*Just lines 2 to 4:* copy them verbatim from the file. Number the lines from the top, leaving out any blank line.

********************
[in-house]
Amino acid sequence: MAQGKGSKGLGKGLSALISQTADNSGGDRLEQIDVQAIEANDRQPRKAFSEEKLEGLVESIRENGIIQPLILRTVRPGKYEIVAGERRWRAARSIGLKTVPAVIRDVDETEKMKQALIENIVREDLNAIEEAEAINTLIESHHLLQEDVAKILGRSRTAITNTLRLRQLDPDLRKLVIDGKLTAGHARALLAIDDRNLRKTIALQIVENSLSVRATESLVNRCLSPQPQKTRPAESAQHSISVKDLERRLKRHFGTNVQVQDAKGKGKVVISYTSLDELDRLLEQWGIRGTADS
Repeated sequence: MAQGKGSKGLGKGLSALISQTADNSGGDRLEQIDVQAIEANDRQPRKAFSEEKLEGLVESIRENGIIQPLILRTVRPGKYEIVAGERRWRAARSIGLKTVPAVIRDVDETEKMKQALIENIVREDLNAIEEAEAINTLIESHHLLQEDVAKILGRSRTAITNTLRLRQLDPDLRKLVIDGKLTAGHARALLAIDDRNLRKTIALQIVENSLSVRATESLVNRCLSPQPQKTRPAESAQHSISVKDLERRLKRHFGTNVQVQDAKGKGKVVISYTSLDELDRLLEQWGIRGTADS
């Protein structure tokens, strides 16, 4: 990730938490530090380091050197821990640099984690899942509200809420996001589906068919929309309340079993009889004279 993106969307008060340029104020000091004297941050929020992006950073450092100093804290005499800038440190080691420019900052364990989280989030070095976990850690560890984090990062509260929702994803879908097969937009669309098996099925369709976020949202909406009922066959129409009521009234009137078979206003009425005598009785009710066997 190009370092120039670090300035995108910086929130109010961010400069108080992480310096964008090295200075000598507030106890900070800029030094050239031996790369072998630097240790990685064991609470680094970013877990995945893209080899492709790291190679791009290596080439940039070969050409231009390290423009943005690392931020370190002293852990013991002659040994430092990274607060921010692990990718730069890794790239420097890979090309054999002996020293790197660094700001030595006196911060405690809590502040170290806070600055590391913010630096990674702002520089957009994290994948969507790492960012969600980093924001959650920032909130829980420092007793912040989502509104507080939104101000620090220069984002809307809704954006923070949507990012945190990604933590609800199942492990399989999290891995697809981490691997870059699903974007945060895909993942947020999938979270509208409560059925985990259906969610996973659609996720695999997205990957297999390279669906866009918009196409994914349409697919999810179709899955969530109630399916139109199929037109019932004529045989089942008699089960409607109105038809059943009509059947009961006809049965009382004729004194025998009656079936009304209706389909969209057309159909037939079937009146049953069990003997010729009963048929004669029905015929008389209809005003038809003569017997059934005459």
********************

Amino acid sequence: MAQGKGSKGLGKGLSALISQTADNSGGDRLEQIDVQAIEANDRQPRKAFSEEKLEGLVESIRENGIIQPLILRTVRPGKYEIVAGERRWRAARSIGLKTVPAVIRDVDETEKMKQALIENIVREDLNAIEEAEAINTLIESHHLLQEDVAKILGRSRTAITNTLRLRQLDPDLRKLVIDGKLTAGHARALLAIDDRNLRKTIALQIVENSLSVRATESLVNRCLSPQPQKTRPAESAQHSISVKDLERRLKRHFGTNVQVQDAKGKGKVVISYTSLDELDRLLEQWGIRGTADS
Repeated sequence: MAQGKGSKGLGKGLSALISQTADNSGGDRLEQIDVQAIEANDRQPRKAFSEEKLEGLVESIRENGIIQPLILRTVRPGKYEIVAGERRWRAARSIGLKTVPAVIRDVDETEKMKQALIENIVREDLNAIEEAEAINTLIESHHLLQEDVAKILGRSRTAITNTLRLRQLDPDLRKLVIDGKLTAGHARALLAIDDRNLRKTIALQIVENSLSVRATESLVNRCLSPQPQKTRPAESAQHSISVKDLERRLKRHFGTNVQVQDAKGKGKVVISYTSLDELDRLLEQWGIRGTADS
């Protein structure tokens, strides 16, 4: 990730938490530090380091050197821990640099984690899942509200809420996001589906068919929309309340079993009889004279 993106969307008060340029104020000091004297941050929020992006950073450092100093804290005499800038440190080691420019900052364990989280989030070095976990850690560890984090990062509260929702994803879908097969937009669309098996099925369709976020949202909406009922066959129409009521009234009137078979206003009425005598009785009710066997 190009370092120039670090300035995108910086929130109010961010400069108080992480310096964008090295200075000598507030106890900070800029030094050239031996790369072998630097240790990685064991609470680094970013877990995945893209080899492709790291190679791009290596080439940039070969050409231009390290423009943005690392931020370190002293852990013991002659040994430092990274607060921010692990990718730069890794790239420097890979090309054999002996020293790197660094700001030595006196911060405690809590502040170290806070600055590391913010630096990674702002520089957009994290994948969507790492960012969600980093924001959650920032909130829980420092007793912040989502509104507080939104101000620090220069984002809307809704954006923070949507990012945190990604933590609800199942492990399989999290891995697809981490691997870059699903974007945060895909993942947020999938979270509208409560059925985990259906969610996973659609996720695999997205990957297999390279669906866009918009196409994914349409697919999810179709899955969530109630399916139109199929037109019932004529045989089942008699089960409607109105038809059943009509059947009961006809049965009382004729004194025998009656079936009304209706389909969209057309159909037939079937009146049953069990003997010729009963048929004669029905015929008389209809005003038809003569017997059934005459």